Those who took the recommendation reportedly consumed as much as 2,086 extra calories per week, which is more than 4 Big Mac burgers.

It is obvious that the web calculator, which is used 22 million times a year, has been giving misleading advice since 2018.

dr. Flint, associate professor of weight psychology at the University of Leeds, said: “People were being told to consume different amounts of calories based on information that was actually wrong… They could be consuming hundreds of calories more per day.”

The NHS BMI (Body Mass Index) ‘healthy weight calculator’ was created as part of efforts to tackle the epidemic of weight problems in Britain.

Two out of three adults in the country are obese or overweight.

BMI is an indicator of whether or not someone has a healthy body weight. A healthy BMI is between 18.5 and 24.9, while anything over 25 is considered obese and over 30 overweight.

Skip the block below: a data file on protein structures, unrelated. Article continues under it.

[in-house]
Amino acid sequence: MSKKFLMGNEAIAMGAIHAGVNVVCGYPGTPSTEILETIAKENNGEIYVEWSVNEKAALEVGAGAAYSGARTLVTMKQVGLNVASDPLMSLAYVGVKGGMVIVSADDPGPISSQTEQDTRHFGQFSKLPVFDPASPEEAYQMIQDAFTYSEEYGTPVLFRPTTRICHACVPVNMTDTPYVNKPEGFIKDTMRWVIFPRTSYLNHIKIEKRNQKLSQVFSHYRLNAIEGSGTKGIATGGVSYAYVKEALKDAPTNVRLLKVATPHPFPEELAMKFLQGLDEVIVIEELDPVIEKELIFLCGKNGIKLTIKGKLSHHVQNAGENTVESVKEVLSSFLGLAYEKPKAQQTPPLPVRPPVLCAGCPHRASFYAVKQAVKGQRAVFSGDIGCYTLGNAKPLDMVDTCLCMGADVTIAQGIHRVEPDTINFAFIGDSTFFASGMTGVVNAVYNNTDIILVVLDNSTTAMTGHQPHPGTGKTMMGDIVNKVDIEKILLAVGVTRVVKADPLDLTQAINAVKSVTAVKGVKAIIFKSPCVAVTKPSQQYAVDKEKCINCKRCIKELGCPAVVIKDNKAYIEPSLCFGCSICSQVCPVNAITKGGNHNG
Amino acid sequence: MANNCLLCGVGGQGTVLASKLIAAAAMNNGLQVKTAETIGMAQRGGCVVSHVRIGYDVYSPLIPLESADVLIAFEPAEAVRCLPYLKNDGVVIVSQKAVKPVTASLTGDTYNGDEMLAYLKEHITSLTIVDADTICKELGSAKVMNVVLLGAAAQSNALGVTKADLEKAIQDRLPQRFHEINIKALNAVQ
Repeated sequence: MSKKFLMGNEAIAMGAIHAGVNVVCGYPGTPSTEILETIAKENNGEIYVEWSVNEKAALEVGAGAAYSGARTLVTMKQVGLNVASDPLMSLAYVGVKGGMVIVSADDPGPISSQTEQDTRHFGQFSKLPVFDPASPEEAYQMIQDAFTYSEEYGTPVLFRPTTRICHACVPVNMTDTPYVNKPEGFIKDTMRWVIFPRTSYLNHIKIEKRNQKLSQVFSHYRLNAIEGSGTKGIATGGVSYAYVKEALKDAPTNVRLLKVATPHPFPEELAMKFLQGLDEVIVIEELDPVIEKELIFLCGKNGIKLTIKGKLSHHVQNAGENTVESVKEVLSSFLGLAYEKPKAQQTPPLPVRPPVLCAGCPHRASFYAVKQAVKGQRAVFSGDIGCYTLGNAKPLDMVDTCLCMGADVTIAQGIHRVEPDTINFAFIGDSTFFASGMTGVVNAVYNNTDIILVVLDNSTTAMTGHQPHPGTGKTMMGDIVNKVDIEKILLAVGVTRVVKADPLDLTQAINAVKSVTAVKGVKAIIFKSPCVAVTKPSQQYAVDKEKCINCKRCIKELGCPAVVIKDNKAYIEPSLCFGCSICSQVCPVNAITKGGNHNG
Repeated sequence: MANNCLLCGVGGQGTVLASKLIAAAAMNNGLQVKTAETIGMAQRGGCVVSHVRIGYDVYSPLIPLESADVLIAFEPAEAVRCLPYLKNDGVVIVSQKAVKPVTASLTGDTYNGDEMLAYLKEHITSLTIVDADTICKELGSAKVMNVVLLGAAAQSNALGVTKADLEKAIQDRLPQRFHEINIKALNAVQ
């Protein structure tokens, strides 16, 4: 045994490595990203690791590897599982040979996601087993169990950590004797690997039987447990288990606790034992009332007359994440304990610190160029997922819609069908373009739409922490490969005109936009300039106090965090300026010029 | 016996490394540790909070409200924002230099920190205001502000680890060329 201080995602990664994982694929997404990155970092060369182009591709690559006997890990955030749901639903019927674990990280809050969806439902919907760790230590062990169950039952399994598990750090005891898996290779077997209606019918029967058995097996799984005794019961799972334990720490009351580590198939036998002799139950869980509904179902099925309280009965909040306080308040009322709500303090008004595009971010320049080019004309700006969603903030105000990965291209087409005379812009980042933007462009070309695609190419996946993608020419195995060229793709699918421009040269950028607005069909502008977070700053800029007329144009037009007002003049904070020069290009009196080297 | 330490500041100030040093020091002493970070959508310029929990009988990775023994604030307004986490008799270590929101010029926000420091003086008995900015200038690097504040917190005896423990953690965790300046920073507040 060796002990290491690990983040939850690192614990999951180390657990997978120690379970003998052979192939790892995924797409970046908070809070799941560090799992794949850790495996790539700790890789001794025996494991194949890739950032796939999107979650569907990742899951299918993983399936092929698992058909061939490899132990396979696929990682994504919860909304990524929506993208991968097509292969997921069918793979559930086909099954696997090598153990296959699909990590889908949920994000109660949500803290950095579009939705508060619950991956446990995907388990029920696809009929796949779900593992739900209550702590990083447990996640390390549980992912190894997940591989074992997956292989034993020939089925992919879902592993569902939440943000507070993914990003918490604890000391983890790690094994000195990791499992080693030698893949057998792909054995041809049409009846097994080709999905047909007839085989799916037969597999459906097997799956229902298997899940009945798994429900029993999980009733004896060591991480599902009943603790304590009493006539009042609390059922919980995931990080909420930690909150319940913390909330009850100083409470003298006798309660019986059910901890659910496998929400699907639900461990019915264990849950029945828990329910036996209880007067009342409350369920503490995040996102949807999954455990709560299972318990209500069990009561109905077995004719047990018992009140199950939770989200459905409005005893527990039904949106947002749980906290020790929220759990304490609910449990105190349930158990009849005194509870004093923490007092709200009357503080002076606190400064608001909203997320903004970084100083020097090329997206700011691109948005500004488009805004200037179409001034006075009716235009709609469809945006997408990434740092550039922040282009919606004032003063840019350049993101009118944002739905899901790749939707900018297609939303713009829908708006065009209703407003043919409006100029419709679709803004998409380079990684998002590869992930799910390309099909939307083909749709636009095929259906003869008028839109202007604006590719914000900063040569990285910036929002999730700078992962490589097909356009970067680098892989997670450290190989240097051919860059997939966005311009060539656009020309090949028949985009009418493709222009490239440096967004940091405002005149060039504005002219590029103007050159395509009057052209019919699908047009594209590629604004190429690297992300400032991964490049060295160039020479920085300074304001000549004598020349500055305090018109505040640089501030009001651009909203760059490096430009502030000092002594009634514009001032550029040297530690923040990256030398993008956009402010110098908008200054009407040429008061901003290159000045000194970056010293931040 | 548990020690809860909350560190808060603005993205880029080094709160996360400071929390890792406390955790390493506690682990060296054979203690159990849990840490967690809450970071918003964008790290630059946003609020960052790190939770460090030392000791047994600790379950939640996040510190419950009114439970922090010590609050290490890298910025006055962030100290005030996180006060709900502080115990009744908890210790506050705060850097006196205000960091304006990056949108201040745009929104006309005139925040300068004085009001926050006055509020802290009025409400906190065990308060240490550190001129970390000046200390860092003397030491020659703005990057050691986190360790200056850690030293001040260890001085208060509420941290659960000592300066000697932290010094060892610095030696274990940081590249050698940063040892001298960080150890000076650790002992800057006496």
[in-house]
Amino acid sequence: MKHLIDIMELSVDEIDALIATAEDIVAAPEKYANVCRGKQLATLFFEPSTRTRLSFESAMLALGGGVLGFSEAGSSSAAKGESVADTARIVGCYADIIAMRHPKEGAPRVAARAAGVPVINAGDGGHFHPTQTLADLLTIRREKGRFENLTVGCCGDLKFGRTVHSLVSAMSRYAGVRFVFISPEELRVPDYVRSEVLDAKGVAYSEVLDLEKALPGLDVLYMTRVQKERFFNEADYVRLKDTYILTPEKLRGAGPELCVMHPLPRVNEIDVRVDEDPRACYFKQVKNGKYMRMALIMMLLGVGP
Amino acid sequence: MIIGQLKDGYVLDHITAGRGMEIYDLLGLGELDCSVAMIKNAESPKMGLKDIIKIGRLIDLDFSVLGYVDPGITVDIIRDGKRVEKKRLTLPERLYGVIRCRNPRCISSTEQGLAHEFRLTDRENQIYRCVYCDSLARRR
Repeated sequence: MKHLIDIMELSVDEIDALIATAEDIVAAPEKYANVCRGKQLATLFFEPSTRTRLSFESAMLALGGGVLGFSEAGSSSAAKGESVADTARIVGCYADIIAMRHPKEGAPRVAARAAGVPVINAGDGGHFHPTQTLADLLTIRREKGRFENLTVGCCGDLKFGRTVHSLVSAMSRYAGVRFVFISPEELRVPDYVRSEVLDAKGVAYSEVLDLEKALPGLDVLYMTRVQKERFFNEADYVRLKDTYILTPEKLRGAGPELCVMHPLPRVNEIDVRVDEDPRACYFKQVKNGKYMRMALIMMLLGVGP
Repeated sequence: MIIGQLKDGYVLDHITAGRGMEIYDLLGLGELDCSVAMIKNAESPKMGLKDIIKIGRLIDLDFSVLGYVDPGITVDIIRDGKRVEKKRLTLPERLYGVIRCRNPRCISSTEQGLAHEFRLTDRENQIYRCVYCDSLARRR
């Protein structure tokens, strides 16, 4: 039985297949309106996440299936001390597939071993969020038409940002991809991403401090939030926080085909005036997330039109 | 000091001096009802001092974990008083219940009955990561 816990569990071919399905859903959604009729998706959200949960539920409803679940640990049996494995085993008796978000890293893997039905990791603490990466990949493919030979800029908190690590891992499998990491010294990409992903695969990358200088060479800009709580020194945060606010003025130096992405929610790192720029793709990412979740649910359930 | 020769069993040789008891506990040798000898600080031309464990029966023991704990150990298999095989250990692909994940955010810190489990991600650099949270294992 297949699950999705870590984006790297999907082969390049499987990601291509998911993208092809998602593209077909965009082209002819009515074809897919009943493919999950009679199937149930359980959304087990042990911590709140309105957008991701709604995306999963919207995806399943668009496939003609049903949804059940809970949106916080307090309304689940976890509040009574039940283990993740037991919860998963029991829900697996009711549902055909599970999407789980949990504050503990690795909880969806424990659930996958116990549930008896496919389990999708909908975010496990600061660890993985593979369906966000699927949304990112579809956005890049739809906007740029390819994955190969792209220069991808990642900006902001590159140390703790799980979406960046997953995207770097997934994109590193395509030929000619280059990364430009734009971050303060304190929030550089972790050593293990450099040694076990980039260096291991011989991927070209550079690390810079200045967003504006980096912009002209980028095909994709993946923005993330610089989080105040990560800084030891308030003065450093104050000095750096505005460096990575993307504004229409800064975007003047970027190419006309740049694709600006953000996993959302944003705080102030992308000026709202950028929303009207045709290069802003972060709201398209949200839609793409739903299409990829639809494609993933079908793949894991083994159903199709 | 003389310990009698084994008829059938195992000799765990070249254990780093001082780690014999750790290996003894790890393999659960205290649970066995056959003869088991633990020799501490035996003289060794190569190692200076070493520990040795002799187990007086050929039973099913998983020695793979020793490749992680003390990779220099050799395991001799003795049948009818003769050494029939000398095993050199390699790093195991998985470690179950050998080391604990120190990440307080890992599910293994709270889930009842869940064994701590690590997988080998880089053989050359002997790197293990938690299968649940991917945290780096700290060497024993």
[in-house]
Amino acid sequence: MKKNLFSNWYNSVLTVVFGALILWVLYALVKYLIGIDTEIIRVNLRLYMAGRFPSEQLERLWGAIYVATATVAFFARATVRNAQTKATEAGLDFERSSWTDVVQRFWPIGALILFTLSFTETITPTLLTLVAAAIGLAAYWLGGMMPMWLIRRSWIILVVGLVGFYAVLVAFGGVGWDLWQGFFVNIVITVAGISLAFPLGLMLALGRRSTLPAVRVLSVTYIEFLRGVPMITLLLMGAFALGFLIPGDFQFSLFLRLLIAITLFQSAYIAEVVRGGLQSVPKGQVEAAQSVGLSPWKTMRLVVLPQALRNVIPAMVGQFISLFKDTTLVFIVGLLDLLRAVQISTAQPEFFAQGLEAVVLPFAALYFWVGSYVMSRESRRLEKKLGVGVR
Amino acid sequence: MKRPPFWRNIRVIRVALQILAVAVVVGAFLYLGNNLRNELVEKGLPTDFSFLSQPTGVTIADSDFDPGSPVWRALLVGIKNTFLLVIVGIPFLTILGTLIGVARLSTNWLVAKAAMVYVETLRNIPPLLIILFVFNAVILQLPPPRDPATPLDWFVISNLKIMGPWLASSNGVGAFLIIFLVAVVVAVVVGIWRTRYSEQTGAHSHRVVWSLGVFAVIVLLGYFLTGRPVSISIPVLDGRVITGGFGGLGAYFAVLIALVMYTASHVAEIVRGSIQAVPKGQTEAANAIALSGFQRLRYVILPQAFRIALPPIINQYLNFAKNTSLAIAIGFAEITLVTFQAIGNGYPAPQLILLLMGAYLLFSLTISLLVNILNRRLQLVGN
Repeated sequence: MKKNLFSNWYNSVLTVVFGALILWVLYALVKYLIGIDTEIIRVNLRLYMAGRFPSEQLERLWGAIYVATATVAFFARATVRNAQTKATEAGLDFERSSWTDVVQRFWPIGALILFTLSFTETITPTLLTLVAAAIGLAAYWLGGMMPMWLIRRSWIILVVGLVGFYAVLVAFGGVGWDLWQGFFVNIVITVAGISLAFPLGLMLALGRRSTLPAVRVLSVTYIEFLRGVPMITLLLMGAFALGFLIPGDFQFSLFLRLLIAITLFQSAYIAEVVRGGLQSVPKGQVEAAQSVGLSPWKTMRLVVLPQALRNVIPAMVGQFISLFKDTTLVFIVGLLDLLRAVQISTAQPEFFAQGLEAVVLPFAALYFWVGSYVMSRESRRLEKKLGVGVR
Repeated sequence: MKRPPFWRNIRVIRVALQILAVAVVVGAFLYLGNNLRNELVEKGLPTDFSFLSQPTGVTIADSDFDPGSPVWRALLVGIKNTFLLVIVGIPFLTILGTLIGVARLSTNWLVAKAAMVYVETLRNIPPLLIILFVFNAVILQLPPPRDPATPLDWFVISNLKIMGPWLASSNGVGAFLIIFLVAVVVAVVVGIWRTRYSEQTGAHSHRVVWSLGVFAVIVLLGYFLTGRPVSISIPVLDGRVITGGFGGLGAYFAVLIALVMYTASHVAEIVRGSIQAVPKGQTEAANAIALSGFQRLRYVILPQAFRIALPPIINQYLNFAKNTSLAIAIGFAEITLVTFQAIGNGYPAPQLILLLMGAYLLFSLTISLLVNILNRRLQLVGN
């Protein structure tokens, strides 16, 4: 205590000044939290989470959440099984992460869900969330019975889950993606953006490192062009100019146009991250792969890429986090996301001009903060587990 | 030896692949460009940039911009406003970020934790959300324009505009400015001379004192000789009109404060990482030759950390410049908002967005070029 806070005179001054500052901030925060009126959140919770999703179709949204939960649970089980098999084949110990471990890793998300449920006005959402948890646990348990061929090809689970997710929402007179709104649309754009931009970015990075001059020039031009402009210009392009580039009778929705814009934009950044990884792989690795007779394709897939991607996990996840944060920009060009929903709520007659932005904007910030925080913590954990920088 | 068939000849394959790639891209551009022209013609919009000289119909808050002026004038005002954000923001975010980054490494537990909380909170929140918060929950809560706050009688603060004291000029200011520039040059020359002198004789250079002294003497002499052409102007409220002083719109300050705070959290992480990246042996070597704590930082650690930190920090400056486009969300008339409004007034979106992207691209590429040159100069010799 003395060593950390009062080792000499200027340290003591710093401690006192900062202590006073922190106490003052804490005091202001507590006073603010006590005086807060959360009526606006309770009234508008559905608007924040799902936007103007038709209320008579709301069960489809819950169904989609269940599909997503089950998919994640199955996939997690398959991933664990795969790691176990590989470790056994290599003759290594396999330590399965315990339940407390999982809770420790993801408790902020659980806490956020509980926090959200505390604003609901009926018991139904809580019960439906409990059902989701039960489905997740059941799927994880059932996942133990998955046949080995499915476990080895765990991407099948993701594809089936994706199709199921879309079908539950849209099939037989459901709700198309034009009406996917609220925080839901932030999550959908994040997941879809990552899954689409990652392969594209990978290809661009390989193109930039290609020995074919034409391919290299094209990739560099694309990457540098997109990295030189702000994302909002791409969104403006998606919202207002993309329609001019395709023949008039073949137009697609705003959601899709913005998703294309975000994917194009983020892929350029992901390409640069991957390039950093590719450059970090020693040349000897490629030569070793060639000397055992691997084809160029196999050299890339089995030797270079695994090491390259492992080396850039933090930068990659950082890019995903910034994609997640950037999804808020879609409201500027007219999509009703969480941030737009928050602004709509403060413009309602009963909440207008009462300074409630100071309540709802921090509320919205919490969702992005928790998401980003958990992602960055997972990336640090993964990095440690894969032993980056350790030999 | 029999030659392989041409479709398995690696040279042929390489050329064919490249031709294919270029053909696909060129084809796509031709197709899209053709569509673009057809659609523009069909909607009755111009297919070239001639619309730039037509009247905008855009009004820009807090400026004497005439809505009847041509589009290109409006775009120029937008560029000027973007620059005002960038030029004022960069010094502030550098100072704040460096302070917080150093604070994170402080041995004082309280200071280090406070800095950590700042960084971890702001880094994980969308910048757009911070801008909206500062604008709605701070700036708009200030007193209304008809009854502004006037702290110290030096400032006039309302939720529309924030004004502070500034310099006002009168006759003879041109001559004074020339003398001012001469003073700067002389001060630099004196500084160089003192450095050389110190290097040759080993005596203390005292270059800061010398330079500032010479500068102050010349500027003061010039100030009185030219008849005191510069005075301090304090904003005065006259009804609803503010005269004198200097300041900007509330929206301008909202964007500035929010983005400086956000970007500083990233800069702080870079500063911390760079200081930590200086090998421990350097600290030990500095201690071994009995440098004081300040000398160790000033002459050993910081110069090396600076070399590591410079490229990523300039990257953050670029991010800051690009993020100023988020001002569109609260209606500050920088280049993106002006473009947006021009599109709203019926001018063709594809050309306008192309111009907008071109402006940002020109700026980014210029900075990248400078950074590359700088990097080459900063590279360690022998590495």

The NHS calculator told anyone with a BMI of 25 or more how much energy they needed to eat a day if they wanted to gradually shed pounds, based mainly on how energetic they were.

It required individuals to enter primary information along with their weight, height, gender, ethnicity, and level of physical activity.

People who have thought about being obese or overweight are aware of how much energy they need to eat each day if they want to lose pounds.

Those who have been particularly active have been advised to eat more than those who have led a sedentary lifestyle.

But the calculator overestimated the effect of a very small increase in the train, possibly prompting tens of millions of dieters to eat more energy than they wanted.